Figuring out how potassium lowers blood pressure

International team researches bananas

High blood pressure kills an estimated 7.5 million people worldwide each year. But doctors have known since early in the 20th century that potassium lowers blood pressure. Now a team of six international doctors and researchers, including a team at Oregon Health & Science University, have five years and a $6 million grant to discover how and why it works.

Dr. David Ellison, a professor of medicine and physiology and pharmacology, elaborates: “What my colleagues and I have discovered is there's a switch in the kidney that seems to be the mechanism by which potassium, when you eat more of it, gets your blood pressure down. We've been looking at exactly how this switch mechanism works. And we’re trying to nail down what the proteins involved in the switch are.”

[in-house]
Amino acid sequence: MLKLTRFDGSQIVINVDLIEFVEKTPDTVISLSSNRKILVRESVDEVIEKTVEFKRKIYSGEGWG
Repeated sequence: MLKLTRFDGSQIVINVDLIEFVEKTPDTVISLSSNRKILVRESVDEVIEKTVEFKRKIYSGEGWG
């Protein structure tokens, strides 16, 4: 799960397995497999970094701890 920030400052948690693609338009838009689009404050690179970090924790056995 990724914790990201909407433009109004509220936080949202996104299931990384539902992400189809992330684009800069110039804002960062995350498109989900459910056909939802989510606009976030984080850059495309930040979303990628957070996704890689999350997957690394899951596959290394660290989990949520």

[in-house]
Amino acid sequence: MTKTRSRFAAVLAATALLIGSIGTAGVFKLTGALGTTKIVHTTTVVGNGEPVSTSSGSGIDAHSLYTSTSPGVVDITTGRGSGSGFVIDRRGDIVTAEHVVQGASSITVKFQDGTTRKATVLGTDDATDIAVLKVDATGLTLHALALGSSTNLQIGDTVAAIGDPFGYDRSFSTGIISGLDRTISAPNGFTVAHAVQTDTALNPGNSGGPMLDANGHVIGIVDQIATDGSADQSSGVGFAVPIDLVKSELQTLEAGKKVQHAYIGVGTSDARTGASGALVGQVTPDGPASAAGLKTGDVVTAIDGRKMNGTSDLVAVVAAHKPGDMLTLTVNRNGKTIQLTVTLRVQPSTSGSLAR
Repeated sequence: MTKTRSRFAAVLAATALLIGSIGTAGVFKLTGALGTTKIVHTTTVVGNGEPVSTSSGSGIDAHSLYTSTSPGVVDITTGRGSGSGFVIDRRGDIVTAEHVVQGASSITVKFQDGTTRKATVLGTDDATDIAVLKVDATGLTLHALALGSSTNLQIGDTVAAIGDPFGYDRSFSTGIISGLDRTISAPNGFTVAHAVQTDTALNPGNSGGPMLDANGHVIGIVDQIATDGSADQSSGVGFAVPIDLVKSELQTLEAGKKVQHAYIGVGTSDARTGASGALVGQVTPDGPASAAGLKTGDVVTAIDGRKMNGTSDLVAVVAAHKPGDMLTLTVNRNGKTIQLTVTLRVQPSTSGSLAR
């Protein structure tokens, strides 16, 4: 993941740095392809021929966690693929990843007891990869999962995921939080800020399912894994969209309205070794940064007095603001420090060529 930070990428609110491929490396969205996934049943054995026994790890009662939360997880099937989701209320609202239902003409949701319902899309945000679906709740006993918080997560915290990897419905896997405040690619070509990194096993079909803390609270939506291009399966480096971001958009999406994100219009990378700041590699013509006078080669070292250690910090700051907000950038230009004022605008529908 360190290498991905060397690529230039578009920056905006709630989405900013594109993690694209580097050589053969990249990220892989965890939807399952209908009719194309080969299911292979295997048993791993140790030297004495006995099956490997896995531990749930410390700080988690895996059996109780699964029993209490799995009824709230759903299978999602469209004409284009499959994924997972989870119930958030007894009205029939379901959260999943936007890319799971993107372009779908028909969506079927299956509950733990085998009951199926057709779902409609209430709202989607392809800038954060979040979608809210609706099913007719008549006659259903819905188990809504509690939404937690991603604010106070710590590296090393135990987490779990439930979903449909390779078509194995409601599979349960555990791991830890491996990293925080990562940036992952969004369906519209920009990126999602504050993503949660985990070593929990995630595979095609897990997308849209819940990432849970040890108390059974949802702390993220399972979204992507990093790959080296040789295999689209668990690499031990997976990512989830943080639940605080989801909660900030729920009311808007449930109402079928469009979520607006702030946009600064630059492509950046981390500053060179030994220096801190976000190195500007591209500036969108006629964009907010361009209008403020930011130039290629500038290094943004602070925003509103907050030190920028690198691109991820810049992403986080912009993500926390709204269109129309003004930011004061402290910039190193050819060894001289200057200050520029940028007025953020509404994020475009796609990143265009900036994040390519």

According to a article, Dr. Ellison claims diets high in salt are the leading cause of high blood pressure. But getting people to reduce their salt intake is harder than increasing the amount of potassium in their diets. “The beneficial effects of potassium are most striking for people or animals on a high-salt diet. So that if you're on a high salt diet then eating more potassium will pretty dramatically lower your blood pressure.”

Fruits and vegetables -from bananas to sweet potatoes and tomato paste- are just a few of the foods that are high in potassium.

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